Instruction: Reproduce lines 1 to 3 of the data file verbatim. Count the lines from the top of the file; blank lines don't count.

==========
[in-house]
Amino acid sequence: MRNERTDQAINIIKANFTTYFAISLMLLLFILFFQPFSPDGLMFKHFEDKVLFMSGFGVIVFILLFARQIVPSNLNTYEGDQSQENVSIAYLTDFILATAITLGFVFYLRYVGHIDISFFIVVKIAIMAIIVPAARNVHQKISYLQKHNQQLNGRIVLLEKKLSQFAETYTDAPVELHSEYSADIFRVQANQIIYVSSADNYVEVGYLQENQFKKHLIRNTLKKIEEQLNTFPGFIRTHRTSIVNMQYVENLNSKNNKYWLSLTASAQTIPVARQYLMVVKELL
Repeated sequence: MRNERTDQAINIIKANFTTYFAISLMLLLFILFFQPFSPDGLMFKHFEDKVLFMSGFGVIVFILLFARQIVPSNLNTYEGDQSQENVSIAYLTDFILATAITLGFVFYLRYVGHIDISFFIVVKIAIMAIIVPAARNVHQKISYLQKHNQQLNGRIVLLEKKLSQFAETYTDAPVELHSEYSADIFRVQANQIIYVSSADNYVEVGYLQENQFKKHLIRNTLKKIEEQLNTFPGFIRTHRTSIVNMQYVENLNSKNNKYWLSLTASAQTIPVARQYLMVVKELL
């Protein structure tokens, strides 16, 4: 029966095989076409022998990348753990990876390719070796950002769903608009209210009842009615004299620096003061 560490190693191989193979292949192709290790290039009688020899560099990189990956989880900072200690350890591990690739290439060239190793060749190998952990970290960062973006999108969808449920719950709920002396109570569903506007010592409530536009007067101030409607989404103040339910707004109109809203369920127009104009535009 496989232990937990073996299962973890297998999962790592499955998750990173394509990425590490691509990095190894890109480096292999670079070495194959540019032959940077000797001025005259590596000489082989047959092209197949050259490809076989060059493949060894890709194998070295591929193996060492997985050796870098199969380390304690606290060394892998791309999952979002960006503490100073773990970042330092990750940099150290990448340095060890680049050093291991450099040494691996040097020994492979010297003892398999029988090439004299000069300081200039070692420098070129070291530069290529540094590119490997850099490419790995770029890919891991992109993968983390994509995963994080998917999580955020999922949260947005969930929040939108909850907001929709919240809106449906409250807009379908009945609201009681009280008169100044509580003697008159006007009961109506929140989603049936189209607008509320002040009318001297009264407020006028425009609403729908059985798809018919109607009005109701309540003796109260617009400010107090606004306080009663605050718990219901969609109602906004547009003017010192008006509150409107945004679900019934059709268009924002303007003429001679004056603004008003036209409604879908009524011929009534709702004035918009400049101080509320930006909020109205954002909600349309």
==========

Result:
[in-house]
Amino acid sequence: MRNERTDQAINIIKANFTTYFAISLMLLLFILFFQPFSPDGLMFKHFEDKVLFMSGFGVIVFILLFARQIVPSNLNTYEGDQSQENVSIAYLTDFILATAITLGFVFYLRYVGHIDISFFIVVKIAIMAIIVPAARNVHQKISYLQKHNQQLNGRIVLLEKKLSQFAETYTDAPVELHSEYSADIFRVQANQIIYVSSADNYVEVGYLQENQFKKHLIRNTLKKIEEQLNTFPGFIRTHRTSIVNMQYVENLNSKNNKYWLSLTASAQTIPVARQYLMVVKELL
Repeated sequence: MRNERTDQAINIIKANFTTYFAISLMLLLFILFFQPFSPDGLMFKHFEDKVLFMSGFGVIVFILLFARQIVPSNLNTYEGDQSQENVSIAYLTDFILATAITLGFVFYLRYVGHIDISFFIVVKIAIMAIIVPAARNVHQKISYLQKHNQQLNGRIVLLEKKLSQFAETYTDAPVELHSEYSADIFRVQANQIIYVSSADNYVEVGYLQENQFKKHLIRNTLKKIEEQLNTFPGFIRTHRTSIVNMQYVENLNSKNNKYWLSLTASAQTIPVARQYLMVVKELL